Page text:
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We arrived at Philadelphia. On the way I received Vorion's money, without which we should have been usble to have finished our journey:
Collins wished to get employment as a merchant's clerk; but either his breath or his countenance betrayed his bad habit; for though he had recommendations, he met with no success, and continued to lodge and eat with me, and at my expense. Knowing that I had Vernon's money, he was continually asking me to lend hiin some of it; promising to repay me as soon as a ahould get employment. At last he had drawn so much of this money, that I was extremely alarmned at what might become of me, should he fail to make good the deficiency. His habit of drinking did not at all diminish, and was a frequent source of discord be. ween us; for when he had drank a little too much, he was very headstrong.
Being cne day in a boat together, on the Delaware, with some other young persons, he refused to take his turn in rowing: You shall row for me," said he, “till we get home. _"No," I repliesl, “we will not row for you."
"-"You shall,” said hê, or remain upon the wa. ter all night."--"As you please." Let us row, said the rest of the conpany; what signifies whether he assists
But, already angry with him for his conluct in other respects, I persisted in my refusal. He then swore that he would make me row, or wonld throw me out of the boat; and he made up to me. As soon as he was within my reach, I took him by the collar, gave him a violent thrust, and threw him lead fremest into the river. I knew that he was a good swimmer, and was therefore under no apprehensions for his life. Before he could turn himself, we were abla, by a few strokes of our nars, to place ourselves out of his reach; and, whenever he touched the boat, we ask ed him if he would row, striking his hands at the same time with the vars to make hiin let go his hold. He was nearly suffocated with rage, but obstinately refused making any promise to row. Perceiving, at length, that his strength began to be exhausted, we took him into the boat, and conveyed him home, in the evening, completely drenched. The utinost coldness subsisted between us after this adventure. At last the captain of a West-India ship, whn was commissioned to pro. cure a tutor for the children of a gentleman at Barba. does, meeting with Collins, offered hin the place. He accepted it, and took his leave of me, promising !0 discharge the debt he owed me with the first money he should receive; but I have heard nothing or hins since.
The violation of the trust reposed in me by. Vernon, was one of the first great errors of my life; and i proves my father was not mistaken when he supposed me too young to be entrusted with the managernent of important affairs. But Sir William, upon reading his letter, thought hiin too prudent. There was a dit ference, he said, between individuals: years of matu rity were not always accompanied with discrction neither was youth in every instance devoid of it. “ Since your father," added he, will not set you up in business, I will do it myself. Make out a list of what will be wanted from England, and I will send for the articles. You shall repay me when you can. lam de. termined to have a good printer here, and I am sure you will succeed.” This was said with so much see!. ing cordiality, that I suspected not for an instant the sincerity of the offer. I had hitherto kept the projeci, with which Sir William had inspired mc, of seitling in business, a secret at Philadelphia, and I still continued to do so. Had my reliance on the governor been known, some friend, better acquainted with his clia. racter than myself, would doubtless have advised me not to trust him; for I afterwards learned that he was universally known to be liberal of promises, when lie had no intention to perform. But having never soli. cited him, how could I suppose his offers to be deceitul? On the contrary, I believed him to be the bes Dan in the world.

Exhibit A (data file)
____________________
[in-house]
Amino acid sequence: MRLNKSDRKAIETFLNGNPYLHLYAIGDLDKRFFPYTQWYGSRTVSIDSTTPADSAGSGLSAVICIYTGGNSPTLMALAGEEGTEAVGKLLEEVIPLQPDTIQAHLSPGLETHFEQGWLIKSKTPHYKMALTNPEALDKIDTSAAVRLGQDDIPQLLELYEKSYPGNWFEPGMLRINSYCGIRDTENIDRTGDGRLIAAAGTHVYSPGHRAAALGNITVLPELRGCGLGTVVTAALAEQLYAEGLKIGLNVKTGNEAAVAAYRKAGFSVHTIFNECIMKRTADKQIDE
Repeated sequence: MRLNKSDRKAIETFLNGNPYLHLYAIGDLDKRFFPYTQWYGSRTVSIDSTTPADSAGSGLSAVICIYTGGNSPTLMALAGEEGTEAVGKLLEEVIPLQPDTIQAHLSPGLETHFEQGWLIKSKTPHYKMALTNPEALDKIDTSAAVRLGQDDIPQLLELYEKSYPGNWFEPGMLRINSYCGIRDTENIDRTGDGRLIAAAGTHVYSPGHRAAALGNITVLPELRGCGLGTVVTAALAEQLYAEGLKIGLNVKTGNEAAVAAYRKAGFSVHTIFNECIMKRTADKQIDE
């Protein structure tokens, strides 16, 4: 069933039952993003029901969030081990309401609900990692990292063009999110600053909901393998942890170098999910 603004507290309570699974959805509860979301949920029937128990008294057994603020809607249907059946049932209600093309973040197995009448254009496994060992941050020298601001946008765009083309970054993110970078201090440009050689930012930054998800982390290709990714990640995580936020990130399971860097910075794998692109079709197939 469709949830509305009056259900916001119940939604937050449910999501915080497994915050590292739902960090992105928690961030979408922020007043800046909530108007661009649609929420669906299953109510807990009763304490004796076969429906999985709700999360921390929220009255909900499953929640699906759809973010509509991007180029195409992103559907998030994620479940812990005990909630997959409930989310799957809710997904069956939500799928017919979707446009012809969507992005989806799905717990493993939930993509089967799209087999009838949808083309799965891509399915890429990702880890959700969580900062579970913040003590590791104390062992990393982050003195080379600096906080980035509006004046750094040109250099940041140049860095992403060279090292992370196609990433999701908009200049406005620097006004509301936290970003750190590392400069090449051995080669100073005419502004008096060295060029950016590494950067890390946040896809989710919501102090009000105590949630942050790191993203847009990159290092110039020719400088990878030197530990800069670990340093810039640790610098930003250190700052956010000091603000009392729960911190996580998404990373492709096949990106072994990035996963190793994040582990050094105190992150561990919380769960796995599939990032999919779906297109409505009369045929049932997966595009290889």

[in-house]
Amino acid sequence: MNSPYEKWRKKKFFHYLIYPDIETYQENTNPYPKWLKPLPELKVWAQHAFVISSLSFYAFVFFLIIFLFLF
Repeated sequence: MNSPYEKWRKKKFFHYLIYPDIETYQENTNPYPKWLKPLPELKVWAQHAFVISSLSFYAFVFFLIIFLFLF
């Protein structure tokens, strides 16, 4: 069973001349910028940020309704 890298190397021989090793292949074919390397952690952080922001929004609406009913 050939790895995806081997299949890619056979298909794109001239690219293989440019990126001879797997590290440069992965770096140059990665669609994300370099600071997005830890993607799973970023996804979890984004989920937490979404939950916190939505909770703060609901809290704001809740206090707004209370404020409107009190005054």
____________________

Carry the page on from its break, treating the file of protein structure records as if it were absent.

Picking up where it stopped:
gave him the inventory of a small printing-office;. the expense of which I had calculated at about a hun. dred pounds sterling. He expressed his approbation: but asked, if my presence in England, that I might choose the characters inyself, and see that every ait. cle was good in its kind, would not be an advantage? “ You will also be able," said he, “ to forni somie ac. quaintance there, and establish a correspondence witb
stationers and booksellers." This I acknowledged was desirable. " That being the case,” added he, “ hold yourself in readiness to go with the Annis." This was the annual vessel, and the only one, at that time, which made regular voyages between the ports of London and Philadelphia. But the Annis was not to sail for some months. I therefore continued to work with Keimer, unhappy respecting the sum which Collins had drawn from me, and almost in continual agony at the thoughts of Vernon, who fortunately made no demand of his money till seven years after.